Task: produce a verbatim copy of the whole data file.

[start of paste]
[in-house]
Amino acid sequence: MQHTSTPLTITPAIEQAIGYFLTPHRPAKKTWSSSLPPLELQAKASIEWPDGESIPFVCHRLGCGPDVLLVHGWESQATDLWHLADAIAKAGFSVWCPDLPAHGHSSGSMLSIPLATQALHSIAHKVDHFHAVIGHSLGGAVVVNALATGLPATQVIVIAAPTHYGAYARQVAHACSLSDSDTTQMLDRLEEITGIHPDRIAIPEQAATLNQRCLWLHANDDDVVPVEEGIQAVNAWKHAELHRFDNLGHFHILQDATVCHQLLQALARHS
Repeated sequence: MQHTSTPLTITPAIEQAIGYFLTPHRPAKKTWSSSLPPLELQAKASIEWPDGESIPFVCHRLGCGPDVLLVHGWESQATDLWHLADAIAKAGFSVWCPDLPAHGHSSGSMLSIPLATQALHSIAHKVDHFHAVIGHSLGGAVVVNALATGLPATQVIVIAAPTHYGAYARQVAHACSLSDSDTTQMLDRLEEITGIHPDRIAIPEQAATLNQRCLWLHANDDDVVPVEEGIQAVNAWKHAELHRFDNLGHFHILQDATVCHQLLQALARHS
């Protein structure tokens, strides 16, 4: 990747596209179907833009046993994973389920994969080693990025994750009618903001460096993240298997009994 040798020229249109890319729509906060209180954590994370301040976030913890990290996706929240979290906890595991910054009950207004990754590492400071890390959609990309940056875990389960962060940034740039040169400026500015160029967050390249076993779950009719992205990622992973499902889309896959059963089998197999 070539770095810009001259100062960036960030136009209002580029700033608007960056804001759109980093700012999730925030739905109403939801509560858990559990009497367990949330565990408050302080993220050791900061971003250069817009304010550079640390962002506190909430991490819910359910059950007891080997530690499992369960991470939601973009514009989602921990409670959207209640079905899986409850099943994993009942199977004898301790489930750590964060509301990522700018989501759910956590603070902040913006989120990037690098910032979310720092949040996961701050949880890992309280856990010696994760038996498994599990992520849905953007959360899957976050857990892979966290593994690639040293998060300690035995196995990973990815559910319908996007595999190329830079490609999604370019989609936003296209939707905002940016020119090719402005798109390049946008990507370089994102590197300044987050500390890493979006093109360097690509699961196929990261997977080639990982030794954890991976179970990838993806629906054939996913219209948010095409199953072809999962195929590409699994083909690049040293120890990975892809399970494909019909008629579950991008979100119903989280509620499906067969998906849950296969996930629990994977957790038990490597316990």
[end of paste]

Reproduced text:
[in-house]
Amino acid sequence: MQHTSTPLTITPAIEQAIGYFLTPHRPAKKTWSSSLPPLELQAKASIEWPDGESIPFVCHRLGCGPDVLLVHGWESQATDLWHLADAIAKAGFSVWCPDLPAHGHSSGSMLSIPLATQALHSIAHKVDHFHAVIGHSLGGAVVVNALATGLPATQVIVIAAPTHYGAYARQVAHACSLSDSDTTQMLDRLEEITGIHPDRIAIPEQAATLNQRCLWLHANDDDVVPVEEGIQAVNAWKHAELHRFDNLGHFHILQDATVCHQLLQALARHS
Repeated sequence: MQHTSTPLTITPAIEQAIGYFLTPHRPAKKTWSSSLPPLELQAKASIEWPDGESIPFVCHRLGCGPDVLLVHGWESQATDLWHLADAIAKAGFSVWCPDLPAHGHSSGSMLSIPLATQALHSIAHKVDHFHAVIGHSLGGAVVVNALATGLPATQVIVIAAPTHYGAYARQVAHACSLSDSDTTQMLDRLEEITGIHPDRIAIPEQAATLNQRCLWLHANDDDVVPVEEGIQAVNAWKHAELHRFDNLGHFHILQDATVCHQLLQALARHS
């Protein structure tokens, strides 16, 4: 990747596209179907833009046993994973389920994969080693990025994750009618903001460096993240298997009994 040798020229249109890319729509906060209180954590994370301040976030913890990290996706929240979290906890595991910054009950207004990754590492400071890390959609990309940056875990389960962060940034740039040169400026500015160029967050390249076993779950009719992205990622992973499902889309896959059963089998197999 070539770095810009001259100062960036960030136009209002580029700033608007960056804001759109980093700012999730925030739905109403939801509560858990559990009497367990949330565990408050302080993220050791900061971003250069817009304010550079640390962002506190909430991490819910359910059950007891080997530690499992369960991470939601973009514009989602921990409670959207209640079905899986409850099943994993009942199977004898301790489930750590964060509301990522700018989501759910956590603070902040913006989120990037690098910032979310720092949040996961701050949880890992309280856990010696994760038996498994599990992520849905953007959360899957976050857990892979966290593994690639040293998060300690035995196995990973990815559910319908996007595999190329830079490609999604370019989609936003296209939707905002940016020119090719402005798109390049946008990507370089994102590197300044987050500390890493979006093109360097690509699961196929990261997977080639990982030794954890991976179970990838993806629906054939996913219209948010095409199953072809999962195929590409699994083909690049040293120890990975892809399970494909019909008629579950991008979100119903989280509620499906067969998906849950296969996930629990994977957790038990490597316990």